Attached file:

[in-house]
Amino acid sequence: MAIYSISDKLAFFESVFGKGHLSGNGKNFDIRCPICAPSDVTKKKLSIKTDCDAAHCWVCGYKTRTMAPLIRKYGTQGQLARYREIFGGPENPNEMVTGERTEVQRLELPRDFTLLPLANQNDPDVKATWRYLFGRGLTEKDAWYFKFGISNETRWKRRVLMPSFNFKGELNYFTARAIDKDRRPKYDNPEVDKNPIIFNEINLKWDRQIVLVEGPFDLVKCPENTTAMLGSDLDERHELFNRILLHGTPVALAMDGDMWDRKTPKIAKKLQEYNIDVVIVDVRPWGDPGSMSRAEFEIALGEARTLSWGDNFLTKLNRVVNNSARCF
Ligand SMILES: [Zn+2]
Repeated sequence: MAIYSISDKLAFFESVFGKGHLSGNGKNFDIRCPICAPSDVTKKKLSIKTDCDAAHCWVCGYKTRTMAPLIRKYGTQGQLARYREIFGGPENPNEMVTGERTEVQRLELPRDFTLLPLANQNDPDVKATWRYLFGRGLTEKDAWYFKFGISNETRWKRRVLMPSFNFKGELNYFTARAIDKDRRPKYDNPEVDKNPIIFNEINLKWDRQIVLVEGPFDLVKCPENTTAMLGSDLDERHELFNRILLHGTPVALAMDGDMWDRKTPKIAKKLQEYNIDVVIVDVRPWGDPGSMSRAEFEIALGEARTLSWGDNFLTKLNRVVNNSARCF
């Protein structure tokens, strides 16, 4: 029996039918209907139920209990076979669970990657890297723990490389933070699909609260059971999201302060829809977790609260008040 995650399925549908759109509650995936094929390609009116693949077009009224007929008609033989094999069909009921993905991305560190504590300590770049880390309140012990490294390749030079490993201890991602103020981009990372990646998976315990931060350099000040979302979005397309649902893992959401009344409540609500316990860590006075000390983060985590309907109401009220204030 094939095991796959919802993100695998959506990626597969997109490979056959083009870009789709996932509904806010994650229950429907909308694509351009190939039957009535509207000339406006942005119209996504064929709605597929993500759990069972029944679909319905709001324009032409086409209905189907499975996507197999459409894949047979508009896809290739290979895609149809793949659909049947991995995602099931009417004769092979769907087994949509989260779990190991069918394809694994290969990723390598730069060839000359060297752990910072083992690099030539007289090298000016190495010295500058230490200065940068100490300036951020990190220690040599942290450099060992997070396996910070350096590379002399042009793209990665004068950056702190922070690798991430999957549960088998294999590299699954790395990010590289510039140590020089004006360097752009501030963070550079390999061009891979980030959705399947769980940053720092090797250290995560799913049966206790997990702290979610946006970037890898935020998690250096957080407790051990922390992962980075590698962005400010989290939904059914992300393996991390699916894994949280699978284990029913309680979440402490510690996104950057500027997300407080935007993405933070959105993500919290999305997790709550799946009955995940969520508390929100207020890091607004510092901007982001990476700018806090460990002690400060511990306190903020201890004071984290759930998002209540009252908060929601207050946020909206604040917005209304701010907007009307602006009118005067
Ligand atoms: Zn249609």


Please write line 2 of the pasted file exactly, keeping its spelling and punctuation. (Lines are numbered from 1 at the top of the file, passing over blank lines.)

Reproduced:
Amino acid sequence: MAIYSISDKLAFFESVFGKGHLSGNGKNFDIRCPICAPSDVTKKKLSIKTDCDAAHCWVCGYKTRTMAPLIRKYGTQGQLARYREIFGGPENPNEMVTGERTEVQRLELPRDFTLLPLANQNDPDVKATWRYLFGRGLTEKDAWYFKFGISNETRWKRRVLMPSFNFKGELNYFTARAIDKDRRPKYDNPEVDKNPIIFNEINLKWDRQIVLVEGPFDLVKCPENTTAMLGSDLDERHELFNRILLHGTPVALAMDGDMWDRKTPKIAKKLQEYNIDVVIVDVRPWGDPGSMSRAEFEIALGEARTLSWGDNFLTKLNRVVNNSARCF